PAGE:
What is vascular trauma?
- A blunt injury occurs when a blood vessel is crushed or stretched.
- A penetrating injury occurs when a blood vessel is punctured, torn or severed.
- Either type of vascular trauma can cause the blood vessel to clot and interrupt blood flow to an organ or extremity, or cause bleeding which can lead to life-threatening hemorrhage.
How to diagnose vascular injury?
A vascular injury can sometimes be diagnosed by physical examination alone.
Ultrasound is noninvasive, safe, repeatable, and very flexible, in contrast with other imaging modalities. Blood flow velocities and waveforms are displayed in real time, revealing pathologic changes such as arterial thromboses and occlusions.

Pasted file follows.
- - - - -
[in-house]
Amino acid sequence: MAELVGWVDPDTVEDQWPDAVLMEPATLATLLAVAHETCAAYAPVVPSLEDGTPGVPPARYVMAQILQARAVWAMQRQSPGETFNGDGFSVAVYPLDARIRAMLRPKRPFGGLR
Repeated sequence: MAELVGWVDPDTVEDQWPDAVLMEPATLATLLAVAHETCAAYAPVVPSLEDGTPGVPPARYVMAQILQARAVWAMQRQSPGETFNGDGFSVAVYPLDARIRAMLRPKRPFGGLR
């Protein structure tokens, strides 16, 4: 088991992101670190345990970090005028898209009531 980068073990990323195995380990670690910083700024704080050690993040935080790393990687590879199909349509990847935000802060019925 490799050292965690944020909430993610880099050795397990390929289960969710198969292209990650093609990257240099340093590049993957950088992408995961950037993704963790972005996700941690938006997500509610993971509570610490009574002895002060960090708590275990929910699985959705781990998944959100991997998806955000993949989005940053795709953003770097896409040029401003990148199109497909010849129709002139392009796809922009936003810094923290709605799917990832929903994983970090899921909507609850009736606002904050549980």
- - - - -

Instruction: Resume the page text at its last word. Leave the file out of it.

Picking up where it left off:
This helps in locating the site of vessel injury.
Angiography has a role when noninvasive methods yield inconclusive results.
What is the treatment of traumatic vessels?
Surgical BypassOpen surgical repair of a blood vessel often requires a surgical bypass.
- In this procedure, a prosthetic graft or a natural graft formed from a portion of a vein obtained from another location in your body, usually from your thigh or calf ios used for repair.
- If the injured vessel is a vein, it may be repaired with a graft, but sometimes can simply be tied off (ligated).
Endovascular treatmentIt is less invasive than open surgery and may be an option for some vascular injuries.
- Balloon stenting is done to widen the injured vessel to restore blood flow.
- Stent graft can be placed to provide internal support to help keep the vessel open.